At present, a possible radiation effect is estimated as a function of dose irradiation although it is strongly dependent more on the environmental factors. The consequences of low doses of internal irradiation linked to chronic soil contamination and of external irradiation associated with short or prolonged atmospheric impacts for plant populations in nature are analysed in this paper. The results revealed that the internal and external lab short and prolonged irradiations showed the same effects. In nature, soil contamination (~30 Bq/kg) limited survival of seeds to ~50% and increased their resistance to heat stress, whereas atmospheric impact (~0.12 μSv/h) combined with high summer temperature decreased viability to 20–30%. External atmospheric irradiations compared with background originate sporadically synergic radiation-heat effect which can be lethal for populations from time to time, whereas low-chronic internal soil contamination decreases seed survival significantly but increases resistance caused by adaptation processes continued in lifespan and over generations.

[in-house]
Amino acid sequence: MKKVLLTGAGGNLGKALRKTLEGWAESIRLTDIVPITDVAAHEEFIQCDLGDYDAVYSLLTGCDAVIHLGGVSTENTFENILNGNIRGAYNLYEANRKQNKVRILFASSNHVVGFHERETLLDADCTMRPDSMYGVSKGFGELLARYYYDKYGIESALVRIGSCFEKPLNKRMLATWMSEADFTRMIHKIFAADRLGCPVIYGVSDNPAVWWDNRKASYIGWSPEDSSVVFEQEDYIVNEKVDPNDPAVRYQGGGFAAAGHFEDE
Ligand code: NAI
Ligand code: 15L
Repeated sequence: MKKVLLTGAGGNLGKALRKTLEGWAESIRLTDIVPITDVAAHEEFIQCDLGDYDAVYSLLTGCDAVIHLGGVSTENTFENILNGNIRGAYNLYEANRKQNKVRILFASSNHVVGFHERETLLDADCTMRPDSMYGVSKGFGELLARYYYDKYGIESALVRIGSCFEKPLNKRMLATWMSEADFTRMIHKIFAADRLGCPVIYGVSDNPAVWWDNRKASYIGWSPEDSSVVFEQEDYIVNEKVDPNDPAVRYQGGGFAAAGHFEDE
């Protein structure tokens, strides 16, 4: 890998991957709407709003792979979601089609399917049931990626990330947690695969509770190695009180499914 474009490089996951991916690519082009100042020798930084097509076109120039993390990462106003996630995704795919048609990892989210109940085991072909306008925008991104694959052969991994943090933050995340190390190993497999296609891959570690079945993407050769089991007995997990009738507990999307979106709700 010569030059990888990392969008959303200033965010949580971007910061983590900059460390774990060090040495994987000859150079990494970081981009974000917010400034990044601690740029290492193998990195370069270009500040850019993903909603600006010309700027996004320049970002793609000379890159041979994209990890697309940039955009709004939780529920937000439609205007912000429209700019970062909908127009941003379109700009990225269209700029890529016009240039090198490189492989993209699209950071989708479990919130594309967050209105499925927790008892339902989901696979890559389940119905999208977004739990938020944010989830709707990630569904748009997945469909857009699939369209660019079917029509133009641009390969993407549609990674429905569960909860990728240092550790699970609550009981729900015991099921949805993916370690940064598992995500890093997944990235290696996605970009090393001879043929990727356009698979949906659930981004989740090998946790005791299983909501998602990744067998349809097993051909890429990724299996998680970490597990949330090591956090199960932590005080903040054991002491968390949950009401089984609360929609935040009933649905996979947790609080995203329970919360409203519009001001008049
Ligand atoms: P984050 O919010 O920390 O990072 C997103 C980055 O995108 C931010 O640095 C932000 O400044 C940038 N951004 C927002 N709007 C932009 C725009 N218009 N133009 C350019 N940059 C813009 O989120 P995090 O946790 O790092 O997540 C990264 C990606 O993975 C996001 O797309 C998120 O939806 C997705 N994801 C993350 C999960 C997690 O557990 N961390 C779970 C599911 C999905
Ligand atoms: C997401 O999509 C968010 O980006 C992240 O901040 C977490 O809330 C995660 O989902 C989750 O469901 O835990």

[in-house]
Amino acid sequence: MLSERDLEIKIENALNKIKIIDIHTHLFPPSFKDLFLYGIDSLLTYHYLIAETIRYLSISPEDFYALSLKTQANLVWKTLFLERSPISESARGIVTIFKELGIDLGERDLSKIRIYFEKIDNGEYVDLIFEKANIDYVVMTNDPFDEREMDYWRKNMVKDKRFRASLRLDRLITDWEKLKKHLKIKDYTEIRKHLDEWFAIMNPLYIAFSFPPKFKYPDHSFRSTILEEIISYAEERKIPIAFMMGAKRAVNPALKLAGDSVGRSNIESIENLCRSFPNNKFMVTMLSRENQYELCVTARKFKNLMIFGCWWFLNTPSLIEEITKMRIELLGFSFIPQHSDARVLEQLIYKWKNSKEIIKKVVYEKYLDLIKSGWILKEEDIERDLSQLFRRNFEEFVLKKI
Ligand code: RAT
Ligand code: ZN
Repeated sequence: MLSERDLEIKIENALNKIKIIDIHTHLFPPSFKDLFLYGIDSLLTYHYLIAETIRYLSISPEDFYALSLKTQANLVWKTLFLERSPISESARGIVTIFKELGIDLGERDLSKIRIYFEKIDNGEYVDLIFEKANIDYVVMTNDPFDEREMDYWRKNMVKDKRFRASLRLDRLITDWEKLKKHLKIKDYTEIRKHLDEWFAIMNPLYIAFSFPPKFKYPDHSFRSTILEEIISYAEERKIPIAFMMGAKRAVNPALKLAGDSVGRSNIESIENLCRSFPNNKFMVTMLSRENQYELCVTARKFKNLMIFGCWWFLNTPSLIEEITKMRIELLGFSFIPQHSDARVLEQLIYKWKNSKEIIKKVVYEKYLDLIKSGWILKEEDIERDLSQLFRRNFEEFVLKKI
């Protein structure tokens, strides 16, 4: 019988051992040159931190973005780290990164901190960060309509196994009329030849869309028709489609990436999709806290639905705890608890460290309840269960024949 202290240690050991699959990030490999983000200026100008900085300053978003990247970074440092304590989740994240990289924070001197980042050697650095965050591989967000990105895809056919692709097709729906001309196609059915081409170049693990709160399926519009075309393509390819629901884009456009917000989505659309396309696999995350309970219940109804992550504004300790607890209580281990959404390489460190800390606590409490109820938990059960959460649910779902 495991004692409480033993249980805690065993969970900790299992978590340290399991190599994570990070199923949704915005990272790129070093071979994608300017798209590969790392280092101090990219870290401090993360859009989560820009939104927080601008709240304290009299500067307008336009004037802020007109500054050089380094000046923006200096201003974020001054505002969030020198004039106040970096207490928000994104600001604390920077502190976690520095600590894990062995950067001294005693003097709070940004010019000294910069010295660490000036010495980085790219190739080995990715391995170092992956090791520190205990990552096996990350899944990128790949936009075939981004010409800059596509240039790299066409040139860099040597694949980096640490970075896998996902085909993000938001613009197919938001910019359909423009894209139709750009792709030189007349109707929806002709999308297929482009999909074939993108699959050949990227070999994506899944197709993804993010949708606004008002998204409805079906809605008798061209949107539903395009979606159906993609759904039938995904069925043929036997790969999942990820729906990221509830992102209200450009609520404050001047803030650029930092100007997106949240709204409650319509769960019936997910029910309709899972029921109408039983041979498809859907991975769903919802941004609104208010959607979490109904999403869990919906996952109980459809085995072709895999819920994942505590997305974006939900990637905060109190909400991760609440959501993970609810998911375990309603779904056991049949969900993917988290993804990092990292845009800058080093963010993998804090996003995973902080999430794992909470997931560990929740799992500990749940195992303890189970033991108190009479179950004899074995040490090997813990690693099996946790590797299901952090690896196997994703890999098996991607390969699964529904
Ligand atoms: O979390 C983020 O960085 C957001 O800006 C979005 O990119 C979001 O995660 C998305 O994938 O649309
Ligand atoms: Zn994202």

Keywords: low radiation, soil contamination, atmospheric impact, plant populations, environmental conditions, statistical modelling